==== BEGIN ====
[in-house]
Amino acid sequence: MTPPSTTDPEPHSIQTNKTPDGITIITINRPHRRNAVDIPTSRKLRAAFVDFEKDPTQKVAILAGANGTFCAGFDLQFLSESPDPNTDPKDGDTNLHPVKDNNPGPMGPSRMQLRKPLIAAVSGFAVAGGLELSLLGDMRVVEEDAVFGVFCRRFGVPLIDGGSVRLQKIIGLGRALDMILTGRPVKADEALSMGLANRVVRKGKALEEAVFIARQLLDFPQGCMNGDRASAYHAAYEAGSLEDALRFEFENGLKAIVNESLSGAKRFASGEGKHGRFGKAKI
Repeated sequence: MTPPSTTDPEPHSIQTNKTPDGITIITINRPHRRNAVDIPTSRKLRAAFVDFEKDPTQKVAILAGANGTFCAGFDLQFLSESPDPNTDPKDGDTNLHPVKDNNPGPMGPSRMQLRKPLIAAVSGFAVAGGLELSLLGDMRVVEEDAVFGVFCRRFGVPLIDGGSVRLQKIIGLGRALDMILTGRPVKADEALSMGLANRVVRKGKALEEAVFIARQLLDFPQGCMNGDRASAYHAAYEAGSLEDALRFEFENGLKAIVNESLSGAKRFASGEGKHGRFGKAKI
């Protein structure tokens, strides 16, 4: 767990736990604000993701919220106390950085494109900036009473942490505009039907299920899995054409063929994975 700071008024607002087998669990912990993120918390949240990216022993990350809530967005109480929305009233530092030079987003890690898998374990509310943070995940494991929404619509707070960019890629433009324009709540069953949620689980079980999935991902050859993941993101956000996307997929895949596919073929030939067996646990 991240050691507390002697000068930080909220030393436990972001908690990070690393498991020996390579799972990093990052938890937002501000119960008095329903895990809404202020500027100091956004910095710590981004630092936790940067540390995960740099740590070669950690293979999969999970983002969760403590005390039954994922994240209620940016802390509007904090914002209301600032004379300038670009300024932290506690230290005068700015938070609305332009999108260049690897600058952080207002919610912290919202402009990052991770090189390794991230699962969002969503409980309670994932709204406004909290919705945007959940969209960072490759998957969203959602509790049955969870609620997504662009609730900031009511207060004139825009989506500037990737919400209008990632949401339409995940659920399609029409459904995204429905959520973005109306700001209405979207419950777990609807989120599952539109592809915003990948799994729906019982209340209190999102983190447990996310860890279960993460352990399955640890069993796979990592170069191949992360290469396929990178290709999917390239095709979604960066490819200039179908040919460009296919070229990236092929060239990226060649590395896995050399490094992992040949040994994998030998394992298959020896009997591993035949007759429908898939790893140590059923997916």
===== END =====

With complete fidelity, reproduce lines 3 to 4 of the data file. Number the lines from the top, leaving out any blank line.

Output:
Repeated sequence: MTPPSTTDPEPHSIQTNKTPDGITIITINRPHRRNAVDIPTSRKLRAAFVDFEKDPTQKVAILAGANGTFCAGFDLQFLSESPDPNTDPKDGDTNLHPVKDNNPGPMGPSRMQLRKPLIAAVSGFAVAGGLELSLLGDMRVVEEDAVFGVFCRRFGVPLIDGGSVRLQKIIGLGRALDMILTGRPVKADEALSMGLANRVVRKGKALEEAVFIARQLLDFPQGCMNGDRASAYHAAYEAGSLEDALRFEFENGLKAIVNESLSGAKRFASGEGKHGRFGKAKI
């Protein structure tokens, strides 16, 4: 767990736990604000993701919220106390950085494109900036009473942490505009039907299920899995054409063929994975 700071008024607002087998669990912990993120918390949240990216022993990350809530967005109480929305009233530092030079987003890690898998374990509310943070995940494991929404619509707070960019890629433009324009709540069953949620689980079980999935991902050859993941993101956000996307997929895949596919073929030939067996646990 991240050691507390002697000068930080909220030393436990972001908690990070690393498991020996390579799972990093990052938890937002501000119960008095329903895990809404202020500027100091956004910095710590981004630092936790940067540390995960740099740590070669950690293979999969999970983002969760403590005390039954994922994240209620940016802390509007904090914002209301600032004379300038670009300024932290506690230290005068700015938070609305332009999108260049690897600058952080207002919610912290919202402009990052991770090189390794991230699962969002969503409980309670994932709204406004909290919705945007959940969209960072490759998957969203959602509790049955969870609620997504662009609730900031009511207060004139825009989506500037990737919400209008990632949401339409995940659920399609029409459904995204429905959520973005109306700001209405979207419950777990609807989120599952539109592809915003990948799994729906019982209340209190999102983190447990996310860890279960993460352990399955640890069993796979990592170069191949992360290469396929990178290709999917390239095709979604960066490819200039179908040919460009296919070229990236092929060239990226060649590395896995050399490094992992040949040994994998030998394992298959020896009997591993035949007759429908898939790893140590059923997916």